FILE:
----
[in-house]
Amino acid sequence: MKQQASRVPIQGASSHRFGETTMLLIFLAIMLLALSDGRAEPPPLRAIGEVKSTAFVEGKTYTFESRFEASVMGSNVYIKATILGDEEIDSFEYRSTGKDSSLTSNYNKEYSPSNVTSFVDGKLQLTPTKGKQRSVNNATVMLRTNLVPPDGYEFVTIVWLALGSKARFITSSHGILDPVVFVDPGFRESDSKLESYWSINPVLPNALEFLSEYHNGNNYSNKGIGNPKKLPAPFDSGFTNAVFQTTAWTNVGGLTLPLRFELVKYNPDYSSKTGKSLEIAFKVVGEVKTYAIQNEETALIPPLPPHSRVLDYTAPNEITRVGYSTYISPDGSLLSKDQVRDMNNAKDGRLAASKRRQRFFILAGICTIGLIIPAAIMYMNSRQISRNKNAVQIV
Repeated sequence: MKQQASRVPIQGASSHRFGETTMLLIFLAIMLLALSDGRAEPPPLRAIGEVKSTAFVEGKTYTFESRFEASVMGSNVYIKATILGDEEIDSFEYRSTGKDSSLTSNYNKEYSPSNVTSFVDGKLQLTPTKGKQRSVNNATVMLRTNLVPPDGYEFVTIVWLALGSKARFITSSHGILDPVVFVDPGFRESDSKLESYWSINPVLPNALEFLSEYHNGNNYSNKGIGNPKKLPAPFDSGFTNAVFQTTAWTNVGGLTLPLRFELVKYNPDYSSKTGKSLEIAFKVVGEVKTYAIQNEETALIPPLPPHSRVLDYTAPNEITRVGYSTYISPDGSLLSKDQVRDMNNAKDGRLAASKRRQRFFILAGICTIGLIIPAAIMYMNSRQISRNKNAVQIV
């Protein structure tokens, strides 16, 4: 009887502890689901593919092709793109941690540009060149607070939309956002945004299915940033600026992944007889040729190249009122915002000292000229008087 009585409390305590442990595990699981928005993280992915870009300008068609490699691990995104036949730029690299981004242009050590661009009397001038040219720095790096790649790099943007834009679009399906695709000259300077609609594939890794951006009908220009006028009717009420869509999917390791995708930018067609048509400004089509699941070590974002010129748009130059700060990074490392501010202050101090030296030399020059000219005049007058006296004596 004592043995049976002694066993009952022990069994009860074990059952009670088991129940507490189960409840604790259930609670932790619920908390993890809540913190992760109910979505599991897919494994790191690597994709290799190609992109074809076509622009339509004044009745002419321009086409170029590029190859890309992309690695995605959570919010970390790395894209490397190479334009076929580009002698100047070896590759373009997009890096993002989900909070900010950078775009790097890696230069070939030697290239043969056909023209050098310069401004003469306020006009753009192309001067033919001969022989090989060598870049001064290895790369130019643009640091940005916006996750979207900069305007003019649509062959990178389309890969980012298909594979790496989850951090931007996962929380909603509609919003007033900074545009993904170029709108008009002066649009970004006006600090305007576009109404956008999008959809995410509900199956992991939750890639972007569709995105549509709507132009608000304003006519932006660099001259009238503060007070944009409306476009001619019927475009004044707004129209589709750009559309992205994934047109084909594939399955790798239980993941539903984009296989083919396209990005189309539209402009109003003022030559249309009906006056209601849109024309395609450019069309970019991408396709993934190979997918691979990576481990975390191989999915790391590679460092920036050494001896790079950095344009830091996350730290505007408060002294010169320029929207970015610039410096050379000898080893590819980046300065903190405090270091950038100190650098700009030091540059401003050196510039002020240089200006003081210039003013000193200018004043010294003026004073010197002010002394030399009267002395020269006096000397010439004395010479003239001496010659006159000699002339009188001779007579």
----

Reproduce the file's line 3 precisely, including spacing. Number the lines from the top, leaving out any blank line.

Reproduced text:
Repeated sequence: MKQQASRVPIQGASSHRFGETTMLLIFLAIMLLALSDGRAEPPPLRAIGEVKSTAFVEGKTYTFESRFEASVMGSNVYIKATILGDEEIDSFEYRSTGKDSSLTSNYNKEYSPSNVTSFVDGKLQLTPTKGKQRSVNNATVMLRTNLVPPDGYEFVTIVWLALGSKARFITSSHGILDPVVFVDPGFRESDSKLESYWSINPVLPNALEFLSEYHNGNNYSNKGIGNPKKLPAPFDSGFTNAVFQTTAWTNVGGLTLPLRFELVKYNPDYSSKTGKSLEIAFKVVGEVKTYAIQNEETALIPPLPPHSRVLDYTAPNEITRVGYSTYISPDGSLLSKDQVRDMNNAKDGRLAASKRRQRFFILAGICTIGLIIPAAIMYMNSRQISRNKNAVQIV